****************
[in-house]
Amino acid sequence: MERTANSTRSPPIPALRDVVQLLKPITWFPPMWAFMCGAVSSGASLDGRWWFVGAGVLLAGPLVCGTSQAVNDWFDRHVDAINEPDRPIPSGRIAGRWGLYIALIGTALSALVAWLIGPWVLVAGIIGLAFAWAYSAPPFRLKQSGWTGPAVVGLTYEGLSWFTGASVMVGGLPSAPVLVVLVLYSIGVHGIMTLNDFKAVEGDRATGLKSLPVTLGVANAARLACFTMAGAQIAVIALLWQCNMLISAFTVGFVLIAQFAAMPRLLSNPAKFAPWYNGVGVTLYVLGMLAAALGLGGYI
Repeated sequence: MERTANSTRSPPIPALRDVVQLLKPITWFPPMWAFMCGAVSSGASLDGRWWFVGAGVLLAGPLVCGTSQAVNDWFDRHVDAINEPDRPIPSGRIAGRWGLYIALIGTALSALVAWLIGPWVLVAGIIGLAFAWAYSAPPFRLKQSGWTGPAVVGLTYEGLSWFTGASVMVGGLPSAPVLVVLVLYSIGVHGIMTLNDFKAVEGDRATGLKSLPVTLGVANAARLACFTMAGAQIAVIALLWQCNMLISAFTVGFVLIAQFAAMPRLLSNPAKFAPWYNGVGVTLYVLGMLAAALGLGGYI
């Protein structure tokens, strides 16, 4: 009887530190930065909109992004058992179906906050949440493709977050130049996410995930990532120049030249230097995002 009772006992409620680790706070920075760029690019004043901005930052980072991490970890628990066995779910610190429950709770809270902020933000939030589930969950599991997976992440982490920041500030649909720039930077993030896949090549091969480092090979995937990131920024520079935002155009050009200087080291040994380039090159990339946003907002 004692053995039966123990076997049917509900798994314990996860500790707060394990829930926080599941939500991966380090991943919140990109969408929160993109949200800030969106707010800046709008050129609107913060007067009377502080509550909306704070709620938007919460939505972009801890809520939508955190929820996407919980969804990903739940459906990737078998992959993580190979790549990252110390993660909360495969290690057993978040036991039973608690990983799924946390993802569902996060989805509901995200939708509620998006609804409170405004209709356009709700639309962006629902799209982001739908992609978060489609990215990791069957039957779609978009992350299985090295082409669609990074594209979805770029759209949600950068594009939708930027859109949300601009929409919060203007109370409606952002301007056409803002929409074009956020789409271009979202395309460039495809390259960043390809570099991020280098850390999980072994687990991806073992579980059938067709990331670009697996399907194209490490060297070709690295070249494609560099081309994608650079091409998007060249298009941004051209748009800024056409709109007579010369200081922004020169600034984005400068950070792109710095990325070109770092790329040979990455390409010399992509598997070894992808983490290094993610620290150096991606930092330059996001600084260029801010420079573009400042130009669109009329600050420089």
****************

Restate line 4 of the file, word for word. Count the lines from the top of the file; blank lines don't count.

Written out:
């Protein structure tokens, strides 16, 4: 009887530190930065909109992004058992179906906050949440493709977050130049996410995930990532120049030249230097995002 009772006992409620680790706070920075760029690019004043901005930052980072991490970890628990066995779910610190429950709770809270902020933000939030589930969950599991997976992440982490920041500030649909720039930077993030896949090549091969480092090979995937990131920024520079935002155009050009200087080291040994380039090159990339946003907002 004692053995039966123990076997049917509900798994314990996860500790707060394990829930926080599941939500991966380090991943919140990109969408929160993109949200800030969106707010800046709008050129609107913060007067009377502080509550909306704070709620938007919460939505972009801890809520939508955190929820996407919980969804990903739940459906990737078998992959993580190979790549990252110390993660909360495969290690057993978040036991039973608690990983799924946390993802569902996060989805509901995200939708509620998006609804409170405004209709356009709700639309962006629902799209982001739908992609978060489609990215990791069957039957779609978009992350299985090295082409669609990074594209979805770029759209949600950068594009939708930027859109949300601009929409919060203007109370409606952002301007056409803002929409074009956020789409271009979202395309460039495809390259960043390809570099991020280098850390999980072994687990991806073992579980059938067709990331670009697996399907194209490490060297070709690295070249494609560099081309994608650079091409998007060249298009941004051209748009800024056409709109007579010369200081922004020169600034984005400068950070792109710095990325070109770092790329040979990455390409010399992509598997070894992808983490290094993610620290150096991606930092330059996001600084260029801010420079573009400042130009669109009329600050420089």